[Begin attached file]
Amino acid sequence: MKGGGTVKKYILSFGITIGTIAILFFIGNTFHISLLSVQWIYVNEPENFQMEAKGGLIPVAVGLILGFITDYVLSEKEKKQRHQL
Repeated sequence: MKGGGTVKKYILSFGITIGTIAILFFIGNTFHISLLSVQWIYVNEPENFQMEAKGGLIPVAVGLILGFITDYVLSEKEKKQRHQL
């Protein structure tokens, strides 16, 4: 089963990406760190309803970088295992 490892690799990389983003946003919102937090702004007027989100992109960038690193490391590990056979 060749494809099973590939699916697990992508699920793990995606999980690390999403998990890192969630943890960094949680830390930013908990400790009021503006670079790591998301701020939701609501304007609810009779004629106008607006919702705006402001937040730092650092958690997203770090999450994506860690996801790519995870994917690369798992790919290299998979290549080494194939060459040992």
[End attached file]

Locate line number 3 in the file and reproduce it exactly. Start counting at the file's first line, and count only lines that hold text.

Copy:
């Protein structure tokens, strides 16, 4: 089963990406760190309803970088295992 490892690799990389983003946003919102937090702004007027989100992109960038690193490391590990056979 060749494809099973590939699916697990992508699920793990995606999980690390999403998990890192969630943890960094949680830390930013908990400790009021503006670079790591998301701020939701609501304007609810009779004629106008607006919702705006402001937040730092650092958690997203770090999450994506860690996801790519995870994917690369798992790919290299998979290549080494194939060459040992």